Strategic CHP Deployment Assistance for Wastewater Treatment Facilities

EPA established the Combined Heat and Power (CHP) Partnership in 2001 to encourage cost-effective CHP projects in the United States. The CHP Partnership is a voluntary program that fosters cooperative relationships with the CHP industry, state and local governments, and other relevant stakeholders to promote high-efficiency CHP technology, thereby reducing pollution created by less-efficient, large-scale utilities.
Expanding the use of combined heat & power (CHP) applications at wastewater treatment plants using anaerobic digestion and flaring off the excess biogas was the focus of this project. The "Strategic Combined Heat & Power Deployment Assistance for Wastewater Treatment Facilities" project supported by the U.S. Environmental Protection Agency and ASERTTI members provided detailed analyses of actual operating data from existing CHP projects. This information will assist wastewater treatment facility officials in understanding the many benefits available for CHP applications using valuable biogas from anaerobic digestion to produce electricity and needed thermal energy.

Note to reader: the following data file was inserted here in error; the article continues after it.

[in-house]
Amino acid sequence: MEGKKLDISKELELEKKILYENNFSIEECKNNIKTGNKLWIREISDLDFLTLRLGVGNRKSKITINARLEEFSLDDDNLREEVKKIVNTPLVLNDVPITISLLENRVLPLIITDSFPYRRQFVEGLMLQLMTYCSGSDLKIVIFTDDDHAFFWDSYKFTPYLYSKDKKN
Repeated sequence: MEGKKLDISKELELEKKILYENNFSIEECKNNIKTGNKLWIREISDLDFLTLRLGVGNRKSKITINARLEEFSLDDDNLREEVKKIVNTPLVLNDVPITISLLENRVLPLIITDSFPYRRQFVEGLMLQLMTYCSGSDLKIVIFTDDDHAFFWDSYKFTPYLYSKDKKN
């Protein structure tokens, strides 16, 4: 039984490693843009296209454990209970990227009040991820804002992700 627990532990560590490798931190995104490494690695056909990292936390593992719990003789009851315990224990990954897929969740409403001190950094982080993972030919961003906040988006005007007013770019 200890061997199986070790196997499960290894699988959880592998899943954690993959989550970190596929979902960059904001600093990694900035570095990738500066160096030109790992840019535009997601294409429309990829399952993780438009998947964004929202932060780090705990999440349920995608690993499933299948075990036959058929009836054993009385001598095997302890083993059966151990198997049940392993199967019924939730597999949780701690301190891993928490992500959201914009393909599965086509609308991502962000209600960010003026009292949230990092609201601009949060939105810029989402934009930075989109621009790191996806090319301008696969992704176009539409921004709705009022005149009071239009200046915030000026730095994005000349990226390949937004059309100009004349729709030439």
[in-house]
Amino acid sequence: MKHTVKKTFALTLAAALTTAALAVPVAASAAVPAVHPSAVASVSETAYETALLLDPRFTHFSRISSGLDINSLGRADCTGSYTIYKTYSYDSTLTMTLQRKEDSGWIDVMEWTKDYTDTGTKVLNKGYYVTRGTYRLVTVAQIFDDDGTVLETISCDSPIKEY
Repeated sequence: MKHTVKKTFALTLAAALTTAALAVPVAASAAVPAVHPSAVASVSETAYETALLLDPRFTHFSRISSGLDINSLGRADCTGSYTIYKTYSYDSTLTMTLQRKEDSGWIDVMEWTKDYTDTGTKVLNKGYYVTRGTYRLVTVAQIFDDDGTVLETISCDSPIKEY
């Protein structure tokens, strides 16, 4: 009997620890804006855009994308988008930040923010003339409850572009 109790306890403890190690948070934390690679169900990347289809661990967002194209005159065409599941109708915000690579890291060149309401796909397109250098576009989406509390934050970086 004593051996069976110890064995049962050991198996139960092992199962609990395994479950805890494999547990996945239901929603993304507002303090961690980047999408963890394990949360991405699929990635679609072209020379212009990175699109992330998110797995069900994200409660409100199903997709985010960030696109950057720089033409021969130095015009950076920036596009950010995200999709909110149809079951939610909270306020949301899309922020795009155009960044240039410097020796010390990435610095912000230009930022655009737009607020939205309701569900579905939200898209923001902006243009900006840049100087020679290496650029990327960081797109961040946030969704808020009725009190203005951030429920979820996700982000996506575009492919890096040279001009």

How Does the EPA-CHP Program Save Energy and Reduce Harmful Emissions?

The Environmental Protection Agency (EPA) estimates approximately 12,000 U.S. wastewater treatment plants now flare some or all the biogas generated from anaerobic digestion. EPA has long recognized the benefits from using this wasted fuel source through CHP applications. The reports and studies from this project provide information showing how to derive energy from the flared biogas for cost savings and substantial environmental benefits for the communities served by the wastewater treatment plants.


Portland, OR -- Columbia Boulevard Water Treatment Plant Methane Usage
 

The ASERTTI project approach compiled real-world, working environment installation, operating, and maintenance data. The project demonstrated that distributed electricity generation from biogas as primary and back-up power at wastewater treatment facilities is a viable, cost-effective alternative to utility generated electricity. The project goal was to provide this information to educate and inform state officials, facility managers, utilities, municipal officials, and engineers about the energy, economic, and environmental benefits from successful CHP applications using biogas as a fuel source.

Project Scope

ASERTTI used technical assistance provided by member organizations -- New York State Energy Research and Development Authority, Washington State University and the Energy Resources Center, University of Illinois at Chicago -- to analyze four CHP applications. These four applications include a variety of CHP technologies and have resulted in significant savings and operational flexibility for the municipalities that invested in the CHP technologies.